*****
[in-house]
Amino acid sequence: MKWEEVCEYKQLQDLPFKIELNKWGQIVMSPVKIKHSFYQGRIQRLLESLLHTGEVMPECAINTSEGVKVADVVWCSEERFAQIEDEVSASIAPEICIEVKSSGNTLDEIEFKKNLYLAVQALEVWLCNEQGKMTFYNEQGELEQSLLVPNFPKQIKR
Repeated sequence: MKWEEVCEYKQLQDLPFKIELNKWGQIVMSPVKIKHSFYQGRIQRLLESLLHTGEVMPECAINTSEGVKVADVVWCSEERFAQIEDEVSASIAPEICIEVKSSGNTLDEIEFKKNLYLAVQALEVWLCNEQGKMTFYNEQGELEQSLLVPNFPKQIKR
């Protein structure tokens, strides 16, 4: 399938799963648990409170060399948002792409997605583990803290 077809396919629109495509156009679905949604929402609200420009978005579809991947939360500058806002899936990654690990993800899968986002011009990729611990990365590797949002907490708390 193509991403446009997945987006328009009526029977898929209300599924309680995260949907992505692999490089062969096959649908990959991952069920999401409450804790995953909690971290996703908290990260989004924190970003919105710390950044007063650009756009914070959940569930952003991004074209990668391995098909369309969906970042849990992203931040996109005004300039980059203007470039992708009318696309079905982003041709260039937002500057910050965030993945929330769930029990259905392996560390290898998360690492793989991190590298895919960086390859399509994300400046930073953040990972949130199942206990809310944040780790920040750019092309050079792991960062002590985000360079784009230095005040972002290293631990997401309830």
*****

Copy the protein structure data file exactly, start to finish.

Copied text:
[in-house]
Amino acid sequence: MKWEEVCEYKQLQDLPFKIELNKWGQIVMSPVKIKHSFYQGRIQRLLESLLHTGEVMPECAINTSEGVKVADVVWCSEERFAQIEDEVSASIAPEICIEVKSSGNTLDEIEFKKNLYLAVQALEVWLCNEQGKMTFYNEQGELEQSLLVPNFPKQIKR
Repeated sequence: MKWEEVCEYKQLQDLPFKIELNKWGQIVMSPVKIKHSFYQGRIQRLLESLLHTGEVMPECAINTSEGVKVADVVWCSEERFAQIEDEVSASIAPEICIEVKSSGNTLDEIEFKKNLYLAVQALEVWLCNEQGKMTFYNEQGELEQSLLVPNFPKQIKR
């Protein structure tokens, strides 16, 4: 399938799963648990409170060399948002792409997605583990803290 077809396919629109495509156009679905949604929402609200420009978005579809991947939360500058806002899936990654690990993800899968986002011009990729611990990365590797949002907490708390 193509991403446009997945987006328009009526029977898929209300599924309680995260949907992505692999490089062969096959649908990959991952069920999401409450804790995953909690971290996703908290990260989004924190970003919105710390950044007063650009756009914070959940569930952003991004074209990668391995098909369309969906970042849990992203931040996109005004300039980059203007470039992708009318696309079905982003041709260039937002500057910050965030993945929330769930029990259905392996560390290898998360690492793989991190590298895919960086390859399509994300400046930073953040990972949130199942206990809310944040780790920040750019092309050079792991960062002590985000360079784009230095005040972002290293631990997401309830």